Doco star’s push for inclusive employers

Cecilia AllenSound Telegraph

A Baldivis woman is hoping to find work despite having Tourette syndrome, which makes it hard for her even to be considered for employment.

Kayla Sirrell has a complex form of Tourette’s whereby she experiences sudden repetitive body movements, called tics, and uncontrolled swearing outbursts.

The 21-year-old was recently featured in a three-part documentary series, Employable Me, which followed nine jobseekers with neurodiverse conditions as they sought meaningful employment.

Ms Sirrell developed Tourette’s in her late teens and said her symptoms were often brought on by stress.

She wants to encourage employers to look beyond her disability and see her potential.

“I’m a hard worker and I love working,” she said.

“It gives me energy and I like getting out and doing something.

“Even if it’s a hard task, I will try my best.”

Forrest Personnel chief executive Anna Bagshaw said employment rates among people with disabilities were considerably lower than among those who did not have a disability.

“What we really encourage is for employers to adopt inclusive recruitment practices and for them to consider the unique abilities of the individual and the contribution they could make — be patient and offer some flexibility,” she said.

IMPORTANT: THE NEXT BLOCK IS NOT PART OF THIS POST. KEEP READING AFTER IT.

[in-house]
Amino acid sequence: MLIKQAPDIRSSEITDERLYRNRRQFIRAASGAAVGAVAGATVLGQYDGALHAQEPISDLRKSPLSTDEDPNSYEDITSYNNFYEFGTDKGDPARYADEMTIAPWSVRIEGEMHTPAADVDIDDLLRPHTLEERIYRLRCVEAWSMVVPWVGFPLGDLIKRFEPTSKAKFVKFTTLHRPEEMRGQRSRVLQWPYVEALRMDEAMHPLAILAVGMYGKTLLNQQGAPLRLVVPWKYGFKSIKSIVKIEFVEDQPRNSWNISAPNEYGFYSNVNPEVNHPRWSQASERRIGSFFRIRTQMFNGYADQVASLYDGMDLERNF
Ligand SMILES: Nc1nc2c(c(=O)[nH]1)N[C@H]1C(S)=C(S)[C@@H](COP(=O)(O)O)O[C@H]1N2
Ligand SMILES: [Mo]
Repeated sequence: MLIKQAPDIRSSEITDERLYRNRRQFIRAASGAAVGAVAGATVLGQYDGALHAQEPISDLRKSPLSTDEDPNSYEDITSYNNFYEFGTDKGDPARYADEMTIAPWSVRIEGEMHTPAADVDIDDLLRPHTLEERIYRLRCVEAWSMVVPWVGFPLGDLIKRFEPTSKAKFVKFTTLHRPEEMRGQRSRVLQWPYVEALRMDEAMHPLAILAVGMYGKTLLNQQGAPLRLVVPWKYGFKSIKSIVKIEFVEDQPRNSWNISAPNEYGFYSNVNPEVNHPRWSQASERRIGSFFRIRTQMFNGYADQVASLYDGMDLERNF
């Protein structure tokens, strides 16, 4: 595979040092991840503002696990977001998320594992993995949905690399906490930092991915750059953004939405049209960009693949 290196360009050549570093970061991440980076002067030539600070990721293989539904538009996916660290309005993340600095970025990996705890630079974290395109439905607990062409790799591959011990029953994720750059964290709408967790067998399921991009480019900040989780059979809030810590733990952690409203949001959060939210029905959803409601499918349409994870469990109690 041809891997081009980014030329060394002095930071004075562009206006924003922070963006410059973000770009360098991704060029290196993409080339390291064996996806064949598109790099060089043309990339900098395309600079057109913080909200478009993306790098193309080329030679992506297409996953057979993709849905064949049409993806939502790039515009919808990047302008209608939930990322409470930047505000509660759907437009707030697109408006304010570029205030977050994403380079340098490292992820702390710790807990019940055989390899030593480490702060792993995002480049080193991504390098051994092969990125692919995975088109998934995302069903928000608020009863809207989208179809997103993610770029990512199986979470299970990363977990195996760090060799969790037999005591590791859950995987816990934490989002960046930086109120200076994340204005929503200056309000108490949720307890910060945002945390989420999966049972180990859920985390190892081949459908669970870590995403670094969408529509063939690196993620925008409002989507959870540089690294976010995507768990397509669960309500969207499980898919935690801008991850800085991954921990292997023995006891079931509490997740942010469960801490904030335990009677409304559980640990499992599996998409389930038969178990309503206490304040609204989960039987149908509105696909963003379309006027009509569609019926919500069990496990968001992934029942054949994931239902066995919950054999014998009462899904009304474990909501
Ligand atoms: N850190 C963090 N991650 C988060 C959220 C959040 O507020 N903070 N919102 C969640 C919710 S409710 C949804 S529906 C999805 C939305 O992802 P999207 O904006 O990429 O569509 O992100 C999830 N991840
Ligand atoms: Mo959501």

“Our vision is no ability wasted, and instead of seeing the reasons why not to hire someone, consider the reasons why.”

Ms Bagshaw said she hoped to dispel the myth employing someone with a disability was hard, and research proved employees with a disability were good for business, reliable, productive and affordable.

Ms Sirrell said she had had several jobs but none had lasted more than three months because stressful situations and fast-paced environments like those in fast-food restaurants aggravated her symptoms.

She said she would be more suited to a “behind-the-scenes” role and would also consider work experience.

Ms Sirrell is a budding musician and said she hoped she could tap into her creative side by working in something to do with music, TV or entertainment.

“Music relaxes and settles my symptoms,” she said.

“I also like doing make-up and hair.”

Ms Sirrell said she would one day like to open a cafe and hire people with disabilities and have them work at their own pace.

She has started a GoFundMe page. “I just need to raise the money, which is why I really want a job,” she said.

Ms Sirrell is working with Forrest Personnel to find employment.

Anyone interested in speaking with Ms Sirrell about an employment opportunity or work experience can call 1800 224 548.

Visit gofundme.com/hope-cafee to donate money towards Kayla’s cafe idea.

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